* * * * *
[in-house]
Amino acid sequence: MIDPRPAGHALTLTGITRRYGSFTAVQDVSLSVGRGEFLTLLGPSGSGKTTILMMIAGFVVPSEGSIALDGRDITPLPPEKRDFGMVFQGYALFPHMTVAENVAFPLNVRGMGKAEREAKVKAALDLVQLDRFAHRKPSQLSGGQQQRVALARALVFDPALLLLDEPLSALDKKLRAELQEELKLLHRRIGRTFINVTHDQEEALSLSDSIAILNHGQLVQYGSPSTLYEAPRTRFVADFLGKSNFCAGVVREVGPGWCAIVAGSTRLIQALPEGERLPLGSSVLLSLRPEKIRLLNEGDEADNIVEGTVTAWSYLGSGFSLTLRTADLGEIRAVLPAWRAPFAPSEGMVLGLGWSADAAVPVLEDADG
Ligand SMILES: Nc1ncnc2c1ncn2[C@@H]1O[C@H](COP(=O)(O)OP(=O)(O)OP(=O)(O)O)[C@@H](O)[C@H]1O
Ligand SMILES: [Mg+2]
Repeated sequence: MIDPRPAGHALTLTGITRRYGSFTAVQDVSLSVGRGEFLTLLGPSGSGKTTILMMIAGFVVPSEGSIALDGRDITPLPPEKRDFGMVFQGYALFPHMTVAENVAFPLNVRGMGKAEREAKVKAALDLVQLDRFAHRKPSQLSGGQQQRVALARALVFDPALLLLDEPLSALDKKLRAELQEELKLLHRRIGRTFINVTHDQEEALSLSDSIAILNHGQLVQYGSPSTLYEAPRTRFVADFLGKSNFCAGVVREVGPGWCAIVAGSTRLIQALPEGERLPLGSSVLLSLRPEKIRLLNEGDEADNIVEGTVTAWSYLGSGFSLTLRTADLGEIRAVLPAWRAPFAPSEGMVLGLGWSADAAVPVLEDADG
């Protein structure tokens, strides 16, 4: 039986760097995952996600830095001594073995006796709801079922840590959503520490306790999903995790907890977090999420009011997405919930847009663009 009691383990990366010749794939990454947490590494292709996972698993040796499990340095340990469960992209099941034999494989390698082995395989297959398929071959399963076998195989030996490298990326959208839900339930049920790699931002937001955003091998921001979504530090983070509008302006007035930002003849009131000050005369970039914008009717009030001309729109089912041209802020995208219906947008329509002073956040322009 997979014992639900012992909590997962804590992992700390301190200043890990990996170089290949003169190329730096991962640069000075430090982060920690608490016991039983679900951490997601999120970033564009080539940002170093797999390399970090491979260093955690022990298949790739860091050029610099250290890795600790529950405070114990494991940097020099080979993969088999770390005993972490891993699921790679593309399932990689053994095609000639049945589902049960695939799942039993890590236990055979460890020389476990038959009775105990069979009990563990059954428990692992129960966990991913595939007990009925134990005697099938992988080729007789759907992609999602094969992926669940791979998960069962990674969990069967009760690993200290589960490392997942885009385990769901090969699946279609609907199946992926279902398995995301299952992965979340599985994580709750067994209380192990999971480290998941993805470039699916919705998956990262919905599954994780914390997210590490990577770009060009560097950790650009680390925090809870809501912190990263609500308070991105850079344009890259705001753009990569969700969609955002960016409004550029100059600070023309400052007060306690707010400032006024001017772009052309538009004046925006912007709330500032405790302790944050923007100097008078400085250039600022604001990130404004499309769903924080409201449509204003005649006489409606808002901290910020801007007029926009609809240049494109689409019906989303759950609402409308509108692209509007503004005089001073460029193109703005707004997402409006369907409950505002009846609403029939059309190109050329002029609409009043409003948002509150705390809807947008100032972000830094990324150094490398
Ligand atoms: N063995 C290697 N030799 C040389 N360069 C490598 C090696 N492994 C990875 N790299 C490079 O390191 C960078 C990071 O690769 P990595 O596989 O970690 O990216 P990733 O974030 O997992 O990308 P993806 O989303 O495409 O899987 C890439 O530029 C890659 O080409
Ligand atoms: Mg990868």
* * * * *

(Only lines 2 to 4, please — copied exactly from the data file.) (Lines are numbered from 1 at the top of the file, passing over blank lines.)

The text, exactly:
Amino acid sequence: MIDPRPAGHALTLTGITRRYGSFTAVQDVSLSVGRGEFLTLLGPSGSGKTTILMMIAGFVVPSEGSIALDGRDITPLPPEKRDFGMVFQGYALFPHMTVAENVAFPLNVRGMGKAEREAKVKAALDLVQLDRFAHRKPSQLSGGQQQRVALARALVFDPALLLLDEPLSALDKKLRAELQEELKLLHRRIGRTFINVTHDQEEALSLSDSIAILNHGQLVQYGSPSTLYEAPRTRFVADFLGKSNFCAGVVREVGPGWCAIVAGSTRLIQALPEGERLPLGSSVLLSLRPEKIRLLNEGDEADNIVEGTVTAWSYLGSGFSLTLRTADLGEIRAVLPAWRAPFAPSEGMVLGLGWSADAAVPVLEDADG
Ligand SMILES: Nc1ncnc2c1ncn2[C@@H]1O[C@H](COP(=O)(O)OP(=O)(O)OP(=O)(O)O)[C@@H](O)[C@H]1O
Ligand SMILES: [Mg+2]